Once your ingredients have cooled to between 95 and 110 degrees, pour the pureed tomatoes into the soapmaking oils and mix well with an immersion/stick hand blender. Then slowly pour the lye-water into the soap oils and tomato puree and mix until you reach trace.

Now pour 1/3 of the soap into your mold and tap to level. Evenly sprinkle the walnut shell powder across the poured soap.

Now add the basil powder and basil essential oil to the remaining soap in the pot and mix well with the blender. Once thoroughly combined, slowly pour the remaining soap on top of the first layer of soap and the walnut shell powder. Level the soap as much as possible so the final size of your bars will be consistent. I generally level out the top of my soap using a butter knife. I run a butter knife back and forth along the width of the mold to evenly distribute the soap, then run it back and forth along the length.

Now cover and insulate your mold for twenty-four hours. After the inuslation period your soap is ready to unmold. Remove your soap from the mold and cut into bars. You can use soap cutter as a guide for evenly sized bars. Set the cut bar onto a wax or parchment paper covered surface – or a cooling rack – and allow to cure for at least three weeks before use.

DIY Natural Homemade Tomato and Basil Cold Process Soap Recipe with Printable Labels

Once your tomato soaps have cured, you can use them immediately or package them. For my soaps, I wrapped them in professional plastic food wrap film– this stuff works GREAT for wrapping soaps and is MUCH cheaper than buying small containers of cling wrap – and then label. I printed out my labels onto blank full page Kraft sticker label sheets and then colored in select areas with permanent color markers. However, they look great in black and white too! {Download my Natural Tomato & Basil Soap Recipe and Printable Soap Labels here.}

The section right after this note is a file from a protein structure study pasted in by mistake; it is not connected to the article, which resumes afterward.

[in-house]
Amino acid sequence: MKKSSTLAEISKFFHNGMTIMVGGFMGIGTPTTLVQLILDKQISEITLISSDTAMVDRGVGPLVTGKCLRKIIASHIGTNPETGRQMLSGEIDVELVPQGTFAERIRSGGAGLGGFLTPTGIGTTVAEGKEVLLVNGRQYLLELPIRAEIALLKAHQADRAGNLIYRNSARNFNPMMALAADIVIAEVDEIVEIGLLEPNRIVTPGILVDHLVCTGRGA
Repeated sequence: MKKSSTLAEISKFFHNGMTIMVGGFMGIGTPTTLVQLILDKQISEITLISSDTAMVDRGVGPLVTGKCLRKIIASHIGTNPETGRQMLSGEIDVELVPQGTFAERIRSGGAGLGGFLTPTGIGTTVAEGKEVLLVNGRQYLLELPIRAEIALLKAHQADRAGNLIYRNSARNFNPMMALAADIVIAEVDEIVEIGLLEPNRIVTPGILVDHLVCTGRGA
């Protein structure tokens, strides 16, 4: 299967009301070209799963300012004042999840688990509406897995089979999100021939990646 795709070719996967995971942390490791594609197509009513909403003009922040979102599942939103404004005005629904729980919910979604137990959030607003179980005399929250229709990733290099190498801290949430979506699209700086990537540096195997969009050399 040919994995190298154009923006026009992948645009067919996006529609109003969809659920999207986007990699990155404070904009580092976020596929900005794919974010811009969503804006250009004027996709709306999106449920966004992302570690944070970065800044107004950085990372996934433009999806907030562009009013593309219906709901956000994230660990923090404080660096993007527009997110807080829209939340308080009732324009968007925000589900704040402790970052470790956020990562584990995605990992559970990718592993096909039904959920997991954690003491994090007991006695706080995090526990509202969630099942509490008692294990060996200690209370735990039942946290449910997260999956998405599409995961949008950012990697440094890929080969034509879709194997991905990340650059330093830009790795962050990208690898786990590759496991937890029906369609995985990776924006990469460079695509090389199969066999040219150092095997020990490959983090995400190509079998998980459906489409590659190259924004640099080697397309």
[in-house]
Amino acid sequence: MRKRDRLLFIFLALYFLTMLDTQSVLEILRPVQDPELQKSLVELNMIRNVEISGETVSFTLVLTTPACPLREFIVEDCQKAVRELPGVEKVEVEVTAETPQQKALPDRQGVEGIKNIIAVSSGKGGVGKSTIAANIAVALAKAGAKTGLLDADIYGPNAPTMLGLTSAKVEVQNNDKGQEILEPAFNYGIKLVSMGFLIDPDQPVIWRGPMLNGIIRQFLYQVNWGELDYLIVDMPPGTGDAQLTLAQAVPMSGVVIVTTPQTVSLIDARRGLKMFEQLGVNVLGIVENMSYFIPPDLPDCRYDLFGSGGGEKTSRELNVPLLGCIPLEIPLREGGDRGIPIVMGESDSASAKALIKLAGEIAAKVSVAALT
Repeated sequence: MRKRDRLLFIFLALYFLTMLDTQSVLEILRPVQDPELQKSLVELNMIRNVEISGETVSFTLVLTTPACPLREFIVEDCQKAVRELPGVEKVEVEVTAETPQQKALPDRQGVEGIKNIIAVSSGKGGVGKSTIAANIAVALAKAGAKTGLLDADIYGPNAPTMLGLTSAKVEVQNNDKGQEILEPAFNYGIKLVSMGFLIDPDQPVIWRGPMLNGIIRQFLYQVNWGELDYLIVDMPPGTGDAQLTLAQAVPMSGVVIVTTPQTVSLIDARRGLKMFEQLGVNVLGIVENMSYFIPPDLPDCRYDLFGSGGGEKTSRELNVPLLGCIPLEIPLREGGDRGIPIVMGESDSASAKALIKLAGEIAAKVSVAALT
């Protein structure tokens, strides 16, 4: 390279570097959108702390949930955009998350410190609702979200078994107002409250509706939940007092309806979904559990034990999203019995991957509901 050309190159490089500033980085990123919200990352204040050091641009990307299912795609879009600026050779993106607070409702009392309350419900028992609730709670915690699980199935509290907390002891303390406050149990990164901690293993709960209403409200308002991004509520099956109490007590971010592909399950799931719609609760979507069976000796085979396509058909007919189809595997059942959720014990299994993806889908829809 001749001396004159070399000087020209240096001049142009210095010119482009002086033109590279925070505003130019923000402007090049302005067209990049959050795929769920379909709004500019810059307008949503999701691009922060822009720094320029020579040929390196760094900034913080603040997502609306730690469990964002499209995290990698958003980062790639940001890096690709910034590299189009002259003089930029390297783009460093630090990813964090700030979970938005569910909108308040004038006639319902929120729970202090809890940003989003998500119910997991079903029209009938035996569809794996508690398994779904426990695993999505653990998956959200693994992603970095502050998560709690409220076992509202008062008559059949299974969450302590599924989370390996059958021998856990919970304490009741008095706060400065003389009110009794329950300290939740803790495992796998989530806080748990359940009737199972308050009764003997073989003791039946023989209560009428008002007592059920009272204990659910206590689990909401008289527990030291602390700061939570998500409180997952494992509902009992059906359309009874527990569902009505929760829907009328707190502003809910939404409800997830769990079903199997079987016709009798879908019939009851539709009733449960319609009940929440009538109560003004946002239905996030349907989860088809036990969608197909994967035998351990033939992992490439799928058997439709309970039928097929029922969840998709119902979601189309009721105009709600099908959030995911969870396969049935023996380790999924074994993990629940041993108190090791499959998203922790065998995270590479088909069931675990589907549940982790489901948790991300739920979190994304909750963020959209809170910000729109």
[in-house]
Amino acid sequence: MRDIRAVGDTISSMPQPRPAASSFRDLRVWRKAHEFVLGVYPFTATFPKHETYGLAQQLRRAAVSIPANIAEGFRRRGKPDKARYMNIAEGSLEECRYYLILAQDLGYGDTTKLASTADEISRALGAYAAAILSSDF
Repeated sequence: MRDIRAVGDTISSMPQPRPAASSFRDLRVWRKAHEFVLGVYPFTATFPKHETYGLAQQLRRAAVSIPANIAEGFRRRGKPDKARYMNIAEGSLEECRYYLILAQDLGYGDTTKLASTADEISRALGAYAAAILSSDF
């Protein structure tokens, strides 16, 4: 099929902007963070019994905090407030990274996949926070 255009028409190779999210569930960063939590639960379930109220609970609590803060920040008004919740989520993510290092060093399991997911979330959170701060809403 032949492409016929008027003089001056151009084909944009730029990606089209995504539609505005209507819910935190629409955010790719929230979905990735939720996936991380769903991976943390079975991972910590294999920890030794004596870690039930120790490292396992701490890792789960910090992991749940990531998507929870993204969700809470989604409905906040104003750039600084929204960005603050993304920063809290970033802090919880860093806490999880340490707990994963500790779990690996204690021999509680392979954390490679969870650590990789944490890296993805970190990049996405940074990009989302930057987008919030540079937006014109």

For more of my homemade soap recipes be sure to visit Rebecca’s Soap Delicatessen. You can also more of my favorite homemade soap recipes from around the web along with bath and beauty DIY’s by following my boards on Pinterest. Or simply keep up with all of my new blog posts and recipes by following me on Blog Lovin’ and Tumblr as well as on Facebook, Twitter, Instagram and G+.

About Rebecca D. Dillon

Rebecca D. Dillon is a soapmaker, DIY-er and blogger whose life is controlled daily by a dachshund. You can find more of her amazing skin care recipes at The Nourished Life blog as well as right here on Soap Deli News. Or subscribe to Soap Deli News blog here in order to receive email updates.


  1. Wow this is fantastic! Such a unique idea for soap! I love that you have better luck with soap making than bread making… I’ve never tried soap making but now I definitely want to!

  2. I use food all the time in my soaps so it is nice to see that others do too. Looks wonderful!

  3. Looks wonderful!
    I really need to learn from the very basics !

  4. Is the ground walnut scratchy or is it a gentler exfoliant? I just ordered some 🙂

  5. Hi Rebecca! A fantastic soap recipe!! I’ve been scouring the internet for pureed soap tutorials, and would like to know, do you keep the water at 38% or reduce it for pureed soap recipes? I’m really interested in learning this technique. Thanks in advance for any info that you provide.

    • I always discount my water regardless of the recipe to 34-35%. For tomatoes which are mostly liquid they make up part of that percentage of water content. For bananas, which are much more solid, they make up none of the water content.